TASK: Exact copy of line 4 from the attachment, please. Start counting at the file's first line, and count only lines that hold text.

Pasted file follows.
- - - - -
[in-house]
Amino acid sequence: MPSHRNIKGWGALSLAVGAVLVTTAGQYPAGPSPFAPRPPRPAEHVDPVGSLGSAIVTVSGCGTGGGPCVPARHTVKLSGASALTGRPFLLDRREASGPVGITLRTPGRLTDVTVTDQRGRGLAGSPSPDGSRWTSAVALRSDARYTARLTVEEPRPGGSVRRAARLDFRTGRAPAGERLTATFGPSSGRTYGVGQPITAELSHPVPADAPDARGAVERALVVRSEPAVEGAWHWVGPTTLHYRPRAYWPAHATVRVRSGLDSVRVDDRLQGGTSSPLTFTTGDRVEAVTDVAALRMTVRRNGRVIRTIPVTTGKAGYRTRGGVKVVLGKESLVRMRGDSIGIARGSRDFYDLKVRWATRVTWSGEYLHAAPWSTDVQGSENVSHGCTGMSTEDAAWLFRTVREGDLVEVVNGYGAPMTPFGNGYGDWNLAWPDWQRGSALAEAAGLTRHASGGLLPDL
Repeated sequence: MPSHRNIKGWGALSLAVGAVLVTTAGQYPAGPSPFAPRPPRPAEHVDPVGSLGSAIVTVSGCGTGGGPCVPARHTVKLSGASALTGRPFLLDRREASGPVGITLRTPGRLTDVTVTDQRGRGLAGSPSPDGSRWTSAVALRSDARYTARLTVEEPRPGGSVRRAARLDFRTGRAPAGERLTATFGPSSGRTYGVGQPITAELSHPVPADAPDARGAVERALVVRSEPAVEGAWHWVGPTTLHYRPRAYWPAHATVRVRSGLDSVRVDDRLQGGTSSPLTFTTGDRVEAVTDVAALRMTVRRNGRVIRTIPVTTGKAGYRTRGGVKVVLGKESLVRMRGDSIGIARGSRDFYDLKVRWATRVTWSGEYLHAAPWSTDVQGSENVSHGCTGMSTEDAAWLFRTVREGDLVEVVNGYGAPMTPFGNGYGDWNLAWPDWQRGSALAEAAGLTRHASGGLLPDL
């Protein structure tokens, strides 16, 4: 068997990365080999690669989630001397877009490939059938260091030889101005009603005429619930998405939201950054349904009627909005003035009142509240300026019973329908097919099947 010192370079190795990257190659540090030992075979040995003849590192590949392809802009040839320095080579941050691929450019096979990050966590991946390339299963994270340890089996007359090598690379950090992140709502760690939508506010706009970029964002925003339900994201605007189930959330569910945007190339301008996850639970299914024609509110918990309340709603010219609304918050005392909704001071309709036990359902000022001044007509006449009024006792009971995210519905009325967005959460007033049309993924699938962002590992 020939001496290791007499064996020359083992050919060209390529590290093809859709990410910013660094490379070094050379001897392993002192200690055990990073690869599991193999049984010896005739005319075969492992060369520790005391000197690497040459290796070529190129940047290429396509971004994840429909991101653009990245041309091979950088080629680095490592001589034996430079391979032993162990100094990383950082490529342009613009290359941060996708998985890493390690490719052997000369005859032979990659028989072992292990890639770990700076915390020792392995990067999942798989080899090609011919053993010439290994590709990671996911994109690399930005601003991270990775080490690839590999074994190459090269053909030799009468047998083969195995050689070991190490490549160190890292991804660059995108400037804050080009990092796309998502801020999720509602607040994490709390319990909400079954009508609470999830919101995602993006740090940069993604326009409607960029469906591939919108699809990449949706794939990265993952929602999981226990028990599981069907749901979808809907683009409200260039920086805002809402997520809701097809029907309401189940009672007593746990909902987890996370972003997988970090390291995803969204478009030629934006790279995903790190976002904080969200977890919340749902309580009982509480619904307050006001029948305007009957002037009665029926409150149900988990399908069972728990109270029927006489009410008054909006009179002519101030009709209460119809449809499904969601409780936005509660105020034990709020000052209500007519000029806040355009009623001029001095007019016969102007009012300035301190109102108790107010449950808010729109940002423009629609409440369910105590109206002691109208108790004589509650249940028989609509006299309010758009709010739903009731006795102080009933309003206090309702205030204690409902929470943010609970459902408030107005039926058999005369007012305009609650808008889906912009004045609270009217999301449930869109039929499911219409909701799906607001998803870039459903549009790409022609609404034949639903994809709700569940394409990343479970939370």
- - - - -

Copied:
């Protein structure tokens, strides 16, 4: 068997990365080999690669989630001397877009490939059938260091030889101005009603005429619930998405939201950054349904009627909005003035009142509240300026019973329908097919099947 010192370079190795990257190659540090030992075979040995003849590192590949392809802009040839320095080579941050691929450019096979990050966590991946390339299963994270340890089996007359090598690379950090992140709502760690939508506010706009970029964002925003339900994201605007189930959330569910945007190339301008996850639970299914024609509110918990309340709603010219609304918050005392909704001071309709036990359902000022001044007509006449009024006792009971995210519905009325967005959460007033049309993924699938962002590992 020939001496290791007499064996020359083992050919060209390529590290093809859709990410910013660094490379070094050379001897392993002192200690055990990073690869599991193999049984010896005739005319075969492992060369520790005391000197690497040459290796070529190129940047290429396509971004994840429909991101653009990245041309091979950088080629680095490592001589034996430079391979032993162990100094990383950082490529342009613009290359941060996708998985890493390690490719052997000369005859032979990659028989072992292990890639770990700076915390020792392995990067999942798989080899090609011919053993010439290994590709990671996911994109690399930005601003991270990775080490690839590999074994190459090269053909030799009468047998083969195995050689070991190490490549160190890292991804660059995108400037804050080009990092796309998502801020999720509602607040994490709390319990909400079954009508609470999830919101995602993006740090940069993604326009409607960029469906591939919108699809990449949706794939990265993952929602999981226990028990599981069907749901979808809907683009409200260039920086805002809402997520809701097809029907309401189940009672007593746990909902987890996370972003997988970090390291995803969204478009030629934006790279995903790190976002904080969200977890919340749902309580009982509480619904307050006001029948305007009957002037009665029926409150149900988990399908069972728990109270029927006489009410008054909006009179002519101030009709209460119809449809499904969601409780936005509660105020034990709020000052209500007519000029806040355009009623001029001095007019016969102007009012300035301190109102108790107010449950808010729109940002423009629609409440369910105590109206002691109208108790004589509650249940028989609509006299309010758009709010739903009731006795102080009933309003206090309702205030204690409902929470943010609970459902408030107005039926058999005369007012305009609650808008889906912009004045609270009217999301449930869109039929499911219409909701799906607001998803870039459903549009790409022609609404034949639903994809709700569940394409990343479970939370």